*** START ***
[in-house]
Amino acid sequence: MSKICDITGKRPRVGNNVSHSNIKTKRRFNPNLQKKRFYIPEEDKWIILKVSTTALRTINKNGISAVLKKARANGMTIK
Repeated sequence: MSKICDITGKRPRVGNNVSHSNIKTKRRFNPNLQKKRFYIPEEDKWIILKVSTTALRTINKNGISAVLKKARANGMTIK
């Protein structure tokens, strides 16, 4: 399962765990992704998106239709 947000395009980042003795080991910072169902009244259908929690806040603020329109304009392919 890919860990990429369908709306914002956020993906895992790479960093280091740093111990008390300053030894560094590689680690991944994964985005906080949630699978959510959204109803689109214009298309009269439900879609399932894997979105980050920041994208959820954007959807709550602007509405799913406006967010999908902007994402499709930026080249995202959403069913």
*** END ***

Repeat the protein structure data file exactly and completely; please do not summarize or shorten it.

[in-house]
Amino acid sequence: MSKICDITGKRPRVGNNVSHSNIKTKRRFNPNLQKKRFYIPEEDKWIILKVSTTALRTINKNGISAVLKKARANGMTIK
Repeated sequence: MSKICDITGKRPRVGNNVSHSNIKTKRRFNPNLQKKRFYIPEEDKWIILKVSTTALRTINKNGISAVLKKARANGMTIK
């Protein structure tokens, strides 16, 4: 399962765990992704998106239709 947000395009980042003795080991910072169902009244259908929690806040603020329109304009392919 890919860990990429369908709306914002956020993906895992790479960093280091740093111990008390300053030894560094590689680690991944994964985005906080949630699978959510959204109803689109214009298309009269439900879609399932894997979105980050920041994208959820954007959807709550602007509405799913406006967010999908902007994402499709930026080249995202959403069913």